Sovereignty as Responsibility: Conflict Management in Africa
Francis Mading Deng
Brookings Institution Press - Political Science - 265 pages
The authors assert that sovereignty can no longer be seen as a protection against interference, but as a charge of responsibility where the state is accountable to both domestic and external constituencies. In internal conflicts in Africa, sovereign states have often failed to take responsibility for their own citizens' welfare and for the humanitarian consequences of conflict, leaving the victims with no assistance. This book shows how that responsibility can be exercised by states over their own population, and by other states in assistance to their fellow sovereigns. Sovereignty as Responsibility presents a framework that should guide both national governments and the international community in discharging their respective responsibilities. Broad principles are developed by examining identity as a potential source of conflict, governance as a matter of managing conflict, and economics as a policy field for deterring conflict. Considering conflict management, political stability, economic development, and social welfare as functions of governance, the authors develop strategies, guidelines, and roles for its responsible exercise. Some African governments, such as South Africa in the 1990s and Ghana since 1980, have demonstrated impressive gains against these standards, while others, such as Rwanda, Somalia, Liberia, Nigeria, and Sudan, have failed. Opportunities for making sovereignty more responsible and improving the management of conflicts are examined at the regional and international levels. The lessons from the mixed successes of regional conflict management actions, such as the West African intervention in Liberia, the East African mediation in Sudan, and international effortsto urge talks to end the conflict in Angola, indicate friends and neighbors outside the state in conflict have important roles to play in increasing sovereign responsibility. Approaching conflict management from the perspective of the responsibilities of sovereignty provides a framework for evaluating government accountability. It proposes standards that guide performance and sharpen tools of conflict prevention rather than simply making post-hoc judgments on success or failure. The authors demonstrate that sovereignty as responsibility is both a national obligation and a global imperative.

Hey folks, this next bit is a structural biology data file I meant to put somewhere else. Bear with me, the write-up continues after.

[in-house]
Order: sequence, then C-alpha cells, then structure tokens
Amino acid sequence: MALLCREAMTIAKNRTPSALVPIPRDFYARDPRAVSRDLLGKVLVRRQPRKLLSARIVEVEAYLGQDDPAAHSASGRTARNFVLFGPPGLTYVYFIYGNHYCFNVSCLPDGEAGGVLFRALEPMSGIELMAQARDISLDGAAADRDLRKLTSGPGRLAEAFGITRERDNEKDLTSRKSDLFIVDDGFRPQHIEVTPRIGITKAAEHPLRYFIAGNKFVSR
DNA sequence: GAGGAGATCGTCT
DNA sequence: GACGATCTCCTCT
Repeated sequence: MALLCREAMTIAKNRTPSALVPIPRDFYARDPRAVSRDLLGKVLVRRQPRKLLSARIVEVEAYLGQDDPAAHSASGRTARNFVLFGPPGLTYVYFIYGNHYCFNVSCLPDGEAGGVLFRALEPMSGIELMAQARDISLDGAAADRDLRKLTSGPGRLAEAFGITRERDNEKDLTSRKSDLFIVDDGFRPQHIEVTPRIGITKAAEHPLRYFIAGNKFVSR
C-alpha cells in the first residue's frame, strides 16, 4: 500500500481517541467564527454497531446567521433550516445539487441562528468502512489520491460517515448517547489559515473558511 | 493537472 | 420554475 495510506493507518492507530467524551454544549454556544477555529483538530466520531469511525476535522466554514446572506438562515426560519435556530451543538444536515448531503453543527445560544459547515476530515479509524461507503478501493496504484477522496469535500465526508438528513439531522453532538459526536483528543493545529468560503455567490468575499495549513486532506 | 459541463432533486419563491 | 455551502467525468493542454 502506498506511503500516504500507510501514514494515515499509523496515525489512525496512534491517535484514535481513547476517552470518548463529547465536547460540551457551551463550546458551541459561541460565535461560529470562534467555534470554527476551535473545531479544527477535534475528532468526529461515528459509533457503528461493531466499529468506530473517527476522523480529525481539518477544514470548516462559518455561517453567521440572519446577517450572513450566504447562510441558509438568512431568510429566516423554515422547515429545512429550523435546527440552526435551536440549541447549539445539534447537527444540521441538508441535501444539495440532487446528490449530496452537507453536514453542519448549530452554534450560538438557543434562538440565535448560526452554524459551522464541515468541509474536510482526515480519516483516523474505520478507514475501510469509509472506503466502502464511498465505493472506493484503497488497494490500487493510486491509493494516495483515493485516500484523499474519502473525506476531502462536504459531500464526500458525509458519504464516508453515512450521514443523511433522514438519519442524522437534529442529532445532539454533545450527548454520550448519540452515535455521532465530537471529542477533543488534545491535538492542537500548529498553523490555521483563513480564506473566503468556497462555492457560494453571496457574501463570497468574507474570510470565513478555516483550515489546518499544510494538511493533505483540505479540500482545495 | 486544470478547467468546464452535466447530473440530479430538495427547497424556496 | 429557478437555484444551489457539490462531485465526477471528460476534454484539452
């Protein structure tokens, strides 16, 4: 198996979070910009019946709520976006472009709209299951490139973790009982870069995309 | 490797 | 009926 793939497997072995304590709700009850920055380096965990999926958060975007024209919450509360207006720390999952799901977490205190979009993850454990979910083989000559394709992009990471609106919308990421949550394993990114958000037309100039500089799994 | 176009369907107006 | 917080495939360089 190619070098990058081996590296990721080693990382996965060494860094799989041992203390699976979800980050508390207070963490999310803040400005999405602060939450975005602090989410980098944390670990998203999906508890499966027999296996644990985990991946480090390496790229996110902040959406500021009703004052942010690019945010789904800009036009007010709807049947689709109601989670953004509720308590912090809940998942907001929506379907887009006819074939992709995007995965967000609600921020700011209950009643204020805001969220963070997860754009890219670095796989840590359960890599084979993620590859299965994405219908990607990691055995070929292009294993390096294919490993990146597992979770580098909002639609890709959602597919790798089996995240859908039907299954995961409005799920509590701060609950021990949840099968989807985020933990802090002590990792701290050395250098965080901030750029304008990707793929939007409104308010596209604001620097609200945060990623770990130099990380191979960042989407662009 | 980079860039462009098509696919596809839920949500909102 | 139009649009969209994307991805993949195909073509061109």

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actors African countries agreement allocation Angola assistance borders Burundi cease-fire challenge civil collapse colonial conflict management Conflict Resolution conflicts in Africa context cooperation Cote d'lvoire cultural demand-bearing groups demands democratic Deng distribution Djibouti domestic donor ECOMOG economic ECOWAS effective efforts elections Eritrea escalating Ethiopia ethnic external flict forces framework global human rights humanitarian IGADD independence initiatives institutions insurgents integration internal conflicts international community intervention involvement issues leaders legitimacy level of conflict Liberia management of conflict managing conflict mediators mediatory ment military Mozambique Namibia national sovereignty negotiations neighboring Nigeria norms parties peace peacekeeping peacemaking policies political population problems protection racial refugees regime regional organizations relations representative responsible sovereignty role Rwanda situation social society Somalia South Africa Southern Africa sovereignty stability strategies structure Sudan Sudanese tion tional Tutsi Uganda United Nations unity violence West African Western Sahara William Zartman Zaire
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